A surprising entry, but then Dudley Zoo has a surprising history. It was built in 1937 on the site of the ruined Dudley Castle, and now meerkats, chimpanzees and lions live among playful, zigzagging modernist sculptures. Head to the Bear Ravine – currently occupied by llamas – to find a fun inversion of the traditional zoo set-up: the visitors are exposed on a terrace, while the building gives the animals plenty of places to hide.


The Winter Gardens in Sheffield pack a whole load of plants into this relatively modest building. Wood-beamed archways make this a sort of church for the foliage enthusiast, with pathways guiding you through the vegetation. It’s a great detour through the city – emerging into a gallery space, café and into the upper part of Sheffield. Oh, and admission is free. 

The London Underground rightfully gets a lot of love. But the UK’s other public transport systems are pretty special, too, like Newcastle’s speedy, efficient Metro system. A lot of its stations are – like the Tube – stylish, experimental spaces, like at Tyne and Wear. The foliage-covered building is practical and slides into the surroundings effortlessly. Use it to get around the city centre, and definitely check out the organic farm at Ouseburn and the wooded Jesmond Dene


Pretty simple, this one. A lovely, ornamental landscape planted with roses and perennials, a spring-fed pond, a sensory garden, ancient hedgerows and a play space for children. They were built in the 1950s, so there’s that air of very-thought-out town planning. What’s not to love?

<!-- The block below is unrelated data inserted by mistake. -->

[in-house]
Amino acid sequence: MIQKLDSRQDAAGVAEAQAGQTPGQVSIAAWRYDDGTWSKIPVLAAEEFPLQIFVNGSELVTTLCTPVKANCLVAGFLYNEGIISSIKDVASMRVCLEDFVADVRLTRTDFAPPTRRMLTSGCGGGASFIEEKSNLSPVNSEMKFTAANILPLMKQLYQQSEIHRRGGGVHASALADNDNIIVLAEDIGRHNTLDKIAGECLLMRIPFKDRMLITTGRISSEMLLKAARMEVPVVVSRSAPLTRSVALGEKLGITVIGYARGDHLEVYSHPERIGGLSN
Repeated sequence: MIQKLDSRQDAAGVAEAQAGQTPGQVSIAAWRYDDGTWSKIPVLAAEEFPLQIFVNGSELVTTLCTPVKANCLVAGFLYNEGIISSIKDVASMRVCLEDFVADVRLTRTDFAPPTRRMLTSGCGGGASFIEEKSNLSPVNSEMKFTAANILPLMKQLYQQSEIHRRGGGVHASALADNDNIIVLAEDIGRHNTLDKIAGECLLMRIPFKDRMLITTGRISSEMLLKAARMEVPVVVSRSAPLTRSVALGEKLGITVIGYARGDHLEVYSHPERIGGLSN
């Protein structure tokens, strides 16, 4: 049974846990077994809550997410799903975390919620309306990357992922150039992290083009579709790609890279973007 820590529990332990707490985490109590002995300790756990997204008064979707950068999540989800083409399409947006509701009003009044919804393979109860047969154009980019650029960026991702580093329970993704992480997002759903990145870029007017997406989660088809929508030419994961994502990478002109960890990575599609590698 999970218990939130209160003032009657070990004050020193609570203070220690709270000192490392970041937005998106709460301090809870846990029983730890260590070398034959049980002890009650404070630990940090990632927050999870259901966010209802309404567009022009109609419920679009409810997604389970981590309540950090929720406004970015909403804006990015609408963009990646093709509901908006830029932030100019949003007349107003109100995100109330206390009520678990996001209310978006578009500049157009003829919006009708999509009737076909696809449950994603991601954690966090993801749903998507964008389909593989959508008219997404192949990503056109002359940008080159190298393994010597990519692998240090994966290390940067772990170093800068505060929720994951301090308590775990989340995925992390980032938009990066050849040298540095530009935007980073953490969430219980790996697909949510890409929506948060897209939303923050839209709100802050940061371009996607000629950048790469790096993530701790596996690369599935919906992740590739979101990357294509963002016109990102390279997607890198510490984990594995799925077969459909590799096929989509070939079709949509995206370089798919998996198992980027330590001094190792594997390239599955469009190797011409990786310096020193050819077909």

Bold and imposing, the Norrish Central Library in Portsmouth wants you to read. Really, seriously, read. If Brutalism is your thing, Norrish’s widow – the architect who designed the building – donated a load of rare art history books to the library. There’s normally an exhibition on display, too, plus a permanent naval history exhibit and the specialist Arthur Conan Doyle Collection. 

Preston Bus Station, Preston
Photograph: Chris Matthews

12. Preston Bus Station, Preston

Slated for demolition as recently as 2014, this undulating, aerodynamic bus station is far bigger than necessary, but all the more beautiful for it. Doesn’t matter if you’re not getting a bus (although you can, to the Lake District or into the Ribble Valley), hang around here for vintage signs, concrete balustrades and some of the strangest characters in Preston. 


The Scottish Parliament building is weird. It’s a fortress in places, but vast and open in others. In short, it’s nothing like its English counterpart. Its spiky, knobbly exterior is much more breezy inside, where MSPs sit and debate in a curved, light-wood auditorium. Book a tour and find out all about the seat of power, then walk up the nearby Salisbury Crags and see the complex from above.

The Hepworth Gallery has the same, airy calm as somewhere like Cambridge’s Kettle’s Yard (another modernist building open to the public). The Yorkshire gallery isn’t a quaint, riverside cottage, though – it’s a hulking, slightly alien-looking design. The open, concrete spaces are softened by windows looking out into the gardens, as well as Barbara Hepworth’s work itself, which is given the space it deserves in the roomy exhibition space.